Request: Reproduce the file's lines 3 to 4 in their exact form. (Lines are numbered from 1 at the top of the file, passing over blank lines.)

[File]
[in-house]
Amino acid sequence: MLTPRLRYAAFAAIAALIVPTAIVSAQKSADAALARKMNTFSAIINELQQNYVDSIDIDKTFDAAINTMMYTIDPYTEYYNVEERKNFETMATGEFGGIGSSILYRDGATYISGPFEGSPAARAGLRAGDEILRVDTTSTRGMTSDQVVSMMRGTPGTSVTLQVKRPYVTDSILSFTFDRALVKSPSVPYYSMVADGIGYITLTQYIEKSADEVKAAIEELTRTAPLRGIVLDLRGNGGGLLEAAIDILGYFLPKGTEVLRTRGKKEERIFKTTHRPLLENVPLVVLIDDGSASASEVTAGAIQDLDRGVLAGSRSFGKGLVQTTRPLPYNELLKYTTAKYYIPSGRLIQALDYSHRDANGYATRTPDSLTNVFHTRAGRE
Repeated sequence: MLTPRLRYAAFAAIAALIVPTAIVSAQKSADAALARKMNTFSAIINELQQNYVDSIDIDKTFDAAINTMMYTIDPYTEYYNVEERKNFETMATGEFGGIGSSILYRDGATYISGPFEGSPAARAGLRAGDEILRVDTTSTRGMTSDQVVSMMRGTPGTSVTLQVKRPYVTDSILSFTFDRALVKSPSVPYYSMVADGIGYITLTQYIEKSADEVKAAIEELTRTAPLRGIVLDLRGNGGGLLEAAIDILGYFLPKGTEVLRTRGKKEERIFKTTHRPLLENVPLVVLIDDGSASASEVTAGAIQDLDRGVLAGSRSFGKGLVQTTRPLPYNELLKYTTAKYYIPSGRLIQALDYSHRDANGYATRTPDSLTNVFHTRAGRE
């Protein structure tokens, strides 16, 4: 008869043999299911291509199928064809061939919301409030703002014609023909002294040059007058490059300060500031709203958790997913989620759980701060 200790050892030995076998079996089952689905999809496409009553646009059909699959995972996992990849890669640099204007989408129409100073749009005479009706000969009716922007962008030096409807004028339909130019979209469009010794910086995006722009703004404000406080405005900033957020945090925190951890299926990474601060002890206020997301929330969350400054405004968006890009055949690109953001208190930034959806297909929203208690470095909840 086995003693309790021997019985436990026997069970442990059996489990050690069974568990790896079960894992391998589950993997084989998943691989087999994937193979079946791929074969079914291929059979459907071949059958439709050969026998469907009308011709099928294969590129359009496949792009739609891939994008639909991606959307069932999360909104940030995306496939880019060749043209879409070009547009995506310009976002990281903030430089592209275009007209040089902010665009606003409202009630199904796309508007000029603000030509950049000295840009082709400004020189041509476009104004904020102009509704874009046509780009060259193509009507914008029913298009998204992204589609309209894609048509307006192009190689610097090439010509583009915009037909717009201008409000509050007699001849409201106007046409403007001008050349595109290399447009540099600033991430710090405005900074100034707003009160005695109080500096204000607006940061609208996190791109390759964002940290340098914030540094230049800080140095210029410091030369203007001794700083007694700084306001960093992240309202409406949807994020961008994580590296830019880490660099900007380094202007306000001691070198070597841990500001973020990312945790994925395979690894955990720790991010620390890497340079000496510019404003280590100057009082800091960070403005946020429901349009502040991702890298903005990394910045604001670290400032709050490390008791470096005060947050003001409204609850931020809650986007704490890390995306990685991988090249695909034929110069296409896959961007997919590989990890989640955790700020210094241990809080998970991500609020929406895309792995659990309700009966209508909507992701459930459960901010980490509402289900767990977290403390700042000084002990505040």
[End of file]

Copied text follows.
Repeated sequence: MLTPRLRYAAFAAIAALIVPTAIVSAQKSADAALARKMNTFSAIINELQQNYVDSIDIDKTFDAAINTMMYTIDPYTEYYNVEERKNFETMATGEFGGIGSSILYRDGATYISGPFEGSPAARAGLRAGDEILRVDTTSTRGMTSDQVVSMMRGTPGTSVTLQVKRPYVTDSILSFTFDRALVKSPSVPYYSMVADGIGYITLTQYIEKSADEVKAAIEELTRTAPLRGIVLDLRGNGGGLLEAAIDILGYFLPKGTEVLRTRGKKEERIFKTTHRPLLENVPLVVLIDDGSASASEVTAGAIQDLDRGVLAGSRSFGKGLVQTTRPLPYNELLKYTTAKYYIPSGRLIQALDYSHRDANGYATRTPDSLTNVFHTRAGRE
């Protein structure tokens, strides 16, 4: 008869043999299911291509199928064809061939919301409030703002014609023909002294040059007058490059300060500031709203958790997913989620759980701060 200790050892030995076998079996089952689905999809496409009553646009059909699959995972996992990849890669640099204007989408129409100073749009005479009706000969009716922007962008030096409807004028339909130019979209469009010794910086995006722009703004404000406080405005900033957020945090925190951890299926990474601060002890206020997301929330969350400054405004968006890009055949690109953001208190930034959806297909929203208690470095909840 086995003693309790021997019985436990026997069970442990059996489990050690069974568990790896079960894992391998589950993997084989998943691989087999994937193979079946791929074969079914291929059979459907071949059958439709050969026998469907009308011709099928294969590129359009496949792009739609891939994008639909991606959307069932999360909104940030995306496939880019060749043209879409070009547009995506310009976002990281903030430089592209275009007209040089902010665009606003409202009630199904796309508007000029603000030509950049000295840009082709400004020189041509476009104004904020102009509704874009046509780009060259193509009507914008029913298009998204992204589609309209894609048509307006192009190689610097090439010509583009915009037909717009201008409000509050007699001849409201106007046409403007001008050349595109290399447009540099600033991430710090405005900074100034707003009160005695109080500096204000607006940061609208996190791109390759964002940290340098914030540094230049800080140095210029410091030369203007001794700083007694700084306001960093992240309202409406949807994020961008994580590296830019880490660099900007380094202007306000001691070198070597841990500001973020990312945790994925395979690894955990720790991010620390890497340079000496510019404003280590100057009082800091960070403005946020429901349009502040991702890298903005990394910045604001670290400032709050490390008791470096005060947050003001409204609850931020809650986007704490890390995306990685991988090249695909034929110069296409896959961007997919590989990890989640955790700020210094241990809080998970991500609020929406895309792995659990309700009966209508909507992701459930459960901010980490509402289900767990977290403390700042000084002990505040």